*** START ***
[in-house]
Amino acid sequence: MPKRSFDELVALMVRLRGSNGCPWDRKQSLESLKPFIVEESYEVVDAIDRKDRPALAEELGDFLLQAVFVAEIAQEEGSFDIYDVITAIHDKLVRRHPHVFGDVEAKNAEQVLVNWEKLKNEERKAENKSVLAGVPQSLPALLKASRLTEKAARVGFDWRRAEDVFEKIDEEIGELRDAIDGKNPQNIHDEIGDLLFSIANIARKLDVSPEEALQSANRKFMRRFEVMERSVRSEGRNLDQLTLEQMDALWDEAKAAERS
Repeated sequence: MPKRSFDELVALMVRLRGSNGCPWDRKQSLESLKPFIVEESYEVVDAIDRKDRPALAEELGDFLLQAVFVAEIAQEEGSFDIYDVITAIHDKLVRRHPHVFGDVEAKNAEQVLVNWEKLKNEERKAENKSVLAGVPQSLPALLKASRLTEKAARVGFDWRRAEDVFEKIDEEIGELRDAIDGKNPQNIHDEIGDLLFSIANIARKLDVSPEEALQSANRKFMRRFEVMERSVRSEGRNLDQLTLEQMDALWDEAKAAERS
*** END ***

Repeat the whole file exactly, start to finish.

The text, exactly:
[in-house]
Amino acid sequence: MPKRSFDELVALMVRLRGSNGCPWDRKQSLESLKPFIVEESYEVVDAIDRKDRPALAEELGDFLLQAVFVAEIAQEEGSFDIYDVITAIHDKLVRRHPHVFGDVEAKNAEQVLVNWEKLKNEERKAENKSVLAGVPQSLPALLKASRLTEKAARVGFDWRRAEDVFEKIDEEIGELRDAIDGKNPQNIHDEIGDLLFSIANIARKLDVSPEEALQSANRKFMRRFEVMERSVRSEGRNLDQLTLEQMDALWDEAKAAERS
Repeated sequence: MPKRSFDELVALMVRLRGSNGCPWDRKQSLESLKPFIVEESYEVVDAIDRKDRPALAEELGDFLLQAVFVAEIAQEEGSFDIYDVITAIHDKLVRRHPHVFGDVEAKNAEQVLVNWEKLKNEERKAENKSVLAGVPQSLPALLKASRLTEKAARVGFDWRRAEDVFEKIDEEIGELRDAIDGKNPQNIHDEIGDLLFSIANIARKLDVSPEEALQSANRKFMRRFEVMERSVRSEGRNLDQLTLEQMDALWDEAKAAERS